I think that middle school children and teens as well as adults would get something from this excellent film.
Inside Llewyn Davis (2013)
Great music, Oscar Issac showcase, weird dark character study
INSIDE LLEWYN DAVIS (2013)
Oscar Issac is currently one of my favorite actors based on his performance in Inside Llewyn Davis and Life Itself; he's a talented performer with depth, vision, and charisma, even when playing the King of the couch-sleeping cads and a rat to several cats in this movie. Because he's such a jerk, I found it impossible to root for Llewyn Davis, a down-on-his-luck, (some of it self created), underappreciated folk singer struggling with his messed up life and flailing career, but whenever he played guitar and sang, I couldn't help but be drawn in; his musical adeptness and passion for it was the guy's redeeming quality, if indeed he had any.
The story is said to incorporate anecdotes based on Dave Van Ronk's life as a folksinger in the early 1960's in Greenwich Village, playing clubs like the Gaslight Cafe, where, in the film, he sees a young Bob Dylan perform one night in what I thought was a perfect film moment.
The film bustles with the Coen Brother's complex character studies; creative dark humor; unexpected plot turns in the anti-hero's odyssey, (including a road trip from hell with a deft John Goodman as a heroin addicted jazz player); adroit cinematography; and a splendid soundtrack by Coen collaborator, the tremendous T Bone Burnett, which is largely filled with songs adapted from traditional folk tunes. Included in the playlist is an outstanding version of 500 Miles, sung by the trio of Justin Timberlake and Carey Mulligan, (who give delightful performances as Llewyn's friends), and Garrett Hedlund, as an up and coming star who, much to the chagrin of Llewyn, is outshining him.
This film is worth watching for the music alone, then add to that this finely polished ensemble of actors and intriguing filmmaking -- it's a great watch, mesmerizing and fun, though ultimately dark... definitely not uplifting.
Nuanced and truthful character study
THE MISEDUCATION OF CAMERON POST (2018)
In this coming-of-age film based on a YA novel of the same name, the graciously talented Chloë Grace Moretz stars as Cameron Post, a gay seventeen-year-old whose guardians send her to a fundamentalist Christian gay-therapy conversion camp after her boyfriend discovers her and her best friend Coley in a sexually intimate situation in a car during a Homecoming dance. I wasn't sure how I would react to this story because of the despicable religious concept behind trying to convert a person into a mold of who you think they should be, using the mirage of scripture as the false foundation on which to build this abuse, but I thought it was very well done. I recommend it.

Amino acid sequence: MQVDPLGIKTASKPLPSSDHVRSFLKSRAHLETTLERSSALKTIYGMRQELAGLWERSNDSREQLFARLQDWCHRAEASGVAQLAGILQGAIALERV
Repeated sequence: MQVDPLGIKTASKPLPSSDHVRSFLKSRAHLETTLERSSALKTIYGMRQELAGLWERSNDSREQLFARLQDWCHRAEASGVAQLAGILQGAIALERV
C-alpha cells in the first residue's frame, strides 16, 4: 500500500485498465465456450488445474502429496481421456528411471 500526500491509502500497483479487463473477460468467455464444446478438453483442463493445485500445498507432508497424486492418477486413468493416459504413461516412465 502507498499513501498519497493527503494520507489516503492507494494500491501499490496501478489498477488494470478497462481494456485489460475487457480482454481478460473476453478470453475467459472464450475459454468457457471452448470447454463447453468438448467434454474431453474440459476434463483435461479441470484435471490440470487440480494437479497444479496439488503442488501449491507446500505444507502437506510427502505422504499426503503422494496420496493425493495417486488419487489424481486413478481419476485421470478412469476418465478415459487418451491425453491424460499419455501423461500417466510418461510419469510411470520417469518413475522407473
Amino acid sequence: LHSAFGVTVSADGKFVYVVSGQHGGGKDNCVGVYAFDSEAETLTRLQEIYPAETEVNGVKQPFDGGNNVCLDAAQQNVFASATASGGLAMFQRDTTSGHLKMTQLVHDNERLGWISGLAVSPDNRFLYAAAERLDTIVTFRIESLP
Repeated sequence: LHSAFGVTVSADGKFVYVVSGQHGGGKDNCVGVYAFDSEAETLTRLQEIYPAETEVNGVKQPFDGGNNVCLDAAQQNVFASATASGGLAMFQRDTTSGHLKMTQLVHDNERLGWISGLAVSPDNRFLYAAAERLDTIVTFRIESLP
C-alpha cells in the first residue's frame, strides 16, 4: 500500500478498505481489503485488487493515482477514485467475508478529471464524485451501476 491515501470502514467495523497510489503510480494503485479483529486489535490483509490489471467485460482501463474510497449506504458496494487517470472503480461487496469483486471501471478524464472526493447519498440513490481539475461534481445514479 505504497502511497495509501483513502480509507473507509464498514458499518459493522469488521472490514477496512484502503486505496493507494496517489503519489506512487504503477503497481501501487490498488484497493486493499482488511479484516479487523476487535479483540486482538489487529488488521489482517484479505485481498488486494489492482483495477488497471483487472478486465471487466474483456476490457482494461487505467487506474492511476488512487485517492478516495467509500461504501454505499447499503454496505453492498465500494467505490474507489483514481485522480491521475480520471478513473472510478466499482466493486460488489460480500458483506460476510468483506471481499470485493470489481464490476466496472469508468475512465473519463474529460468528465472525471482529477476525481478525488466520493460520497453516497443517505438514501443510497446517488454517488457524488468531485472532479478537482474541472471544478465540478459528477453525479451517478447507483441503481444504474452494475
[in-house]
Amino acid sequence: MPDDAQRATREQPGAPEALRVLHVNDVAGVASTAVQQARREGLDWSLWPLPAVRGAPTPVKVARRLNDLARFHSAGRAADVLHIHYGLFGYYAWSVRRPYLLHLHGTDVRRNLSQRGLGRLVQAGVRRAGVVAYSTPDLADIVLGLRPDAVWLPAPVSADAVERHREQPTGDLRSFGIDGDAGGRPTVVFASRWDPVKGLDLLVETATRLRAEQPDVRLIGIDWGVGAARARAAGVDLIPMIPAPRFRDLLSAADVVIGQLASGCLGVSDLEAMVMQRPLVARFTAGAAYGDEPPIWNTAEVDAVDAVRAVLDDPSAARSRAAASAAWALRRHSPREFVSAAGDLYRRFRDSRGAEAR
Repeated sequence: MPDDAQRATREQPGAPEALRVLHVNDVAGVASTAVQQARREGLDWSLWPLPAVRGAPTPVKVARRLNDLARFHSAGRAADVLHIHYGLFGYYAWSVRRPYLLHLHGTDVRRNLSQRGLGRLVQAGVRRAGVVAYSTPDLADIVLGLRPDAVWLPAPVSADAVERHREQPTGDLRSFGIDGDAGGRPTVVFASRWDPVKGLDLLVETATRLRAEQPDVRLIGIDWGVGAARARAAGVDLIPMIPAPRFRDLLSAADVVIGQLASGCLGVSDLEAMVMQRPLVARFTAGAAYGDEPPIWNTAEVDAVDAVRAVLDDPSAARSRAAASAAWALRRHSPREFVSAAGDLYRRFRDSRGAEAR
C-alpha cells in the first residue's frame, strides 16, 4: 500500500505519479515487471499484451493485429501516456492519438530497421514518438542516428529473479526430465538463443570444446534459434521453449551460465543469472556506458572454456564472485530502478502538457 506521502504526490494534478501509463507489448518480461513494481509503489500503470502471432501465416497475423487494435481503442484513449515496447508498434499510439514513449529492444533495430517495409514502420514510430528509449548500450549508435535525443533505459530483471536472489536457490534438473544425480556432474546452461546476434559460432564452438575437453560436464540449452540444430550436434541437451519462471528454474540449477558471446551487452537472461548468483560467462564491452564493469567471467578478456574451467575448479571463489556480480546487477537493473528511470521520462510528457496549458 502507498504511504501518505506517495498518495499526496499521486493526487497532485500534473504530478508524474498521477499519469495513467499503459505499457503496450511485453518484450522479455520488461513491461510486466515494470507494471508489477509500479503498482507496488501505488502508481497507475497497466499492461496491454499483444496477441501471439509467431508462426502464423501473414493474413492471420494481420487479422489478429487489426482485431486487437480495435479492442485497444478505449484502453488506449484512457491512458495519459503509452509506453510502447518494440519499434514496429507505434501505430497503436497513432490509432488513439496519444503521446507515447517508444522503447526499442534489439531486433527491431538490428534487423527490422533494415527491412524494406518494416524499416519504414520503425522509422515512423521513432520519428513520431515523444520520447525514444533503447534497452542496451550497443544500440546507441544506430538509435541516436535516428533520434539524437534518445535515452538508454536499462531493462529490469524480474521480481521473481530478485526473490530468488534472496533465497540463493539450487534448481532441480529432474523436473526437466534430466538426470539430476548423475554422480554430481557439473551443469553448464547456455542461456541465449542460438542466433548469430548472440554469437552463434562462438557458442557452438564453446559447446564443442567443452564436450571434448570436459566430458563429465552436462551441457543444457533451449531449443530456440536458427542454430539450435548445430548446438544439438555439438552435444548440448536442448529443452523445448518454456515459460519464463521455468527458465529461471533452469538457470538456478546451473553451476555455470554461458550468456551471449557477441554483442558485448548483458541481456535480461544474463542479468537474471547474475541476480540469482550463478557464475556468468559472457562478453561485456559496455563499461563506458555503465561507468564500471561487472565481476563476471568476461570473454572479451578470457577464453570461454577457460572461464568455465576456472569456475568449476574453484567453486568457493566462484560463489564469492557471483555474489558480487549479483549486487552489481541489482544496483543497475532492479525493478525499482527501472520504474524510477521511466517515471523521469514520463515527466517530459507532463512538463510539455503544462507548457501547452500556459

Chloe's performance is nuanced, vulnerable, strong, and truthful, and lifts a good, important script into something memorable and substantial. The story was fairly predictable in terms of the events, but touching, witty, and compelling thanks to the subtle production and an excellent cast, (including Sasha Lane and Forrest Goodluck as Cameron's rebel friends-in-arms; Jennifer Ehle as the principle camp controller, Dr. Lydia Marsh, sister of the conflicted Reverend Rick played by John Gallagher Jr.).
Gallager created a surpringly compassionate character given my viewpoint on the subject, thanks also to this well crafted production that allowed the characters to breathe in many dimensions. Ehle, brilliant in her role of tough-love conversion therapist, was oh-so-easy to abhor. The whole misnomered tough-love-I'm-going-to-fix-you theme was served up beautifully to illustrate the debasement of the LGBTQ community, but also fair game for any shove-you-in-a-box-that-I-have-defined, self-righteous schlock.
After a self-inflicted tragedy befalls one of the student-disciples, (how could that not be an inevitable outcome when one is hated and rejected to one's core?), an investigator comes to interview the disciple-members to get feedback on how they are doing. He doesn't seem all that keen to blow the whistle on the program but finally concedes to notate Cameron's forthright observation, "How is programming people to hate themselves not emotional abuse?"
Experimental filmmaking, character study
CONVERSATIONS WITH OTHER WOMEN (2005)
Browsing through the indie films included on Amazon, I stumbled upon Conversations with Other Women, staring Aaron Eckhart and Helena Bonham Carter. I like both of these actors and I love movies that are conversations between people, so I thought I'd give it a go. The music of Carla Bruni pulled me in immediately and right away I noticed that Eckhart and Bonham Carter were at the top of their games. I read that they shot eighty-two pages of dialogue in only twelve days of principal photography; having worked for decades on films and productions, I found this remarkable. The film is a study of two people who share a past romance and meet up at his sister's wedding in New York. The woman traveled all the way from London to be a bridesmaid in a very bridesmaidy dress in this stereotypical wedding party where she doesn't seem to belong at all -- as the film unfolds, it appears that she came for him. The film is shot with a lot of split screens; there are moments this feels gimmicky, but mostly I was caught up in the immediacy of the connection, past and present, of these two fine actors giving a compelling character / relationship study.